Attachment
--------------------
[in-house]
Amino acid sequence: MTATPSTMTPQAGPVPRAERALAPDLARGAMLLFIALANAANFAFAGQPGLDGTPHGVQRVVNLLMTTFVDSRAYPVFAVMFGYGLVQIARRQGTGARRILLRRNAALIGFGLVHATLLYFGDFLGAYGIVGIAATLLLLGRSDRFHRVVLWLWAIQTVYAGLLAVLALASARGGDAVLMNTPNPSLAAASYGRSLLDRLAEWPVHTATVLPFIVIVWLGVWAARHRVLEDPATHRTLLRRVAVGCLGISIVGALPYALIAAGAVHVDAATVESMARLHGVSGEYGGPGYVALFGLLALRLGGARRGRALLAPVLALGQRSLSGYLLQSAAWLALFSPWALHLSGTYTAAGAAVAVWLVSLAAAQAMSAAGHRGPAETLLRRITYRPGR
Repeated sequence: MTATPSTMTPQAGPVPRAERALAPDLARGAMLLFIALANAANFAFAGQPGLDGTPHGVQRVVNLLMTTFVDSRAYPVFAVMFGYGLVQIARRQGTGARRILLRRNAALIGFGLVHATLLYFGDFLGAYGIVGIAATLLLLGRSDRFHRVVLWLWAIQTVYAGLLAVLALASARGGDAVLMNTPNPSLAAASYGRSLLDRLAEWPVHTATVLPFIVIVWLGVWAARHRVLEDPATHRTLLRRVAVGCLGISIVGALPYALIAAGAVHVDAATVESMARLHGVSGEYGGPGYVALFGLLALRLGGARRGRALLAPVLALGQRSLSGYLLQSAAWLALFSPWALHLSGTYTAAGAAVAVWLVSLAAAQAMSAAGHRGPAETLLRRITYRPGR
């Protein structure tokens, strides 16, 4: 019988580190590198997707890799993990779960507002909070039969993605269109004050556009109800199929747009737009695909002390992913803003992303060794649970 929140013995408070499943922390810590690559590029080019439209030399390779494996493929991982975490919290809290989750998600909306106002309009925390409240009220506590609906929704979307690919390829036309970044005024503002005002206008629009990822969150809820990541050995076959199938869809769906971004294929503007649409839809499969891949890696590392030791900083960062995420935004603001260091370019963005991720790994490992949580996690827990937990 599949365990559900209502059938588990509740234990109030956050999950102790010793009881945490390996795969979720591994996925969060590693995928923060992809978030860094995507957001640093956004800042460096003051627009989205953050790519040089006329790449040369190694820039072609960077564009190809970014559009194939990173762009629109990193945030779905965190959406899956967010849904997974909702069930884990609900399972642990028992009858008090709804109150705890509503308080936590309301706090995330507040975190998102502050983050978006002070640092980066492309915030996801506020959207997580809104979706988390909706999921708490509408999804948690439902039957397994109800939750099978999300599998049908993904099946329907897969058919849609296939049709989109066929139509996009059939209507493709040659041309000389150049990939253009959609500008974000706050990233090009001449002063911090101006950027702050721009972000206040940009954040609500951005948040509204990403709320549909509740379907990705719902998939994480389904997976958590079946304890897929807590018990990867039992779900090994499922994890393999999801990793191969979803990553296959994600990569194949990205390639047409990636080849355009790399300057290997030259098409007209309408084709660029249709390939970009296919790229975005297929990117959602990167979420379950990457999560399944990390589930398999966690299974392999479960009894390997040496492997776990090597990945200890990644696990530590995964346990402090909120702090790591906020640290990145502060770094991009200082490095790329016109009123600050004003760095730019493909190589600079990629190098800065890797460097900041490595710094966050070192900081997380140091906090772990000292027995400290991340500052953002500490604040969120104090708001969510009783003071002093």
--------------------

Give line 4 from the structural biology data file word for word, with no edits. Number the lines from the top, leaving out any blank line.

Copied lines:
């Protein structure tokens, strides 16, 4: 019988580190590198997707890799993990779960507002909070039969993605269109004050556009109800199929747009737009695909002390992913803003992303060794649970 929140013995408070499943922390810590690559590029080019439209030399390779494996493929991982975490919290809290989750998600909306106002309009925390409240009220506590609906929704979307690919390829036309970044005024503002005002206008629009990822969150809820990541050995076959199938869809769906971004294929503007649409839809499969891949890696590392030791900083960062995420935004603001260091370019963005991720790994490992949580996690827990937990 599949365990559900209502059938588990509740234990109030956050999950102790010793009881945490390996795969979720591994996925969060590693995928923060992809978030860094995507957001640093956004800042460096003051627009989205953050790519040089006329790449040369190694820039072609960077564009190809970014559009194939990173762009629109990193945030779905965190959406899956967010849904997974909702069930884990609900399972642990028992009858008090709804109150705890509503308080936590309301706090995330507040975190998102502050983050978006002070640092980066492309915030996801506020959207997580809104979706988390909706999921708490509408999804948690439902039957397994109800939750099978999300599998049908993904099946329907897969058919849609296939049709989109066929139509996009059939209507493709040659041309000389150049990939253009959609500008974000706050990233090009001449002063911090101006950027702050721009972000206040940009954040609500951005948040509204990403709320549909509740379907990705719902998939994480389904997976958590079946304890897929807590018990990867039992779900090994499922994890393999999801990793191969979803990553296959994600990569194949990205390639047409990636080849355009790399300057290997030259098409007209309408084709660029249709390939970009296919790229975005297929990117959602990167979420379950990457999560399944990390589930398999966690299974392999479960009894390997040496492997776990090597990945200890990644696990530590995964346990402090909120702090790591906020640290990145502060770094991009200082490095790329016109009123600050004003760095730019493909190589600079990629190098800065890797460097900041490595710094966050070192900081997380140091906090772990000292027995400290991340500052953002500490604040969120104090708001969510009783003071002093």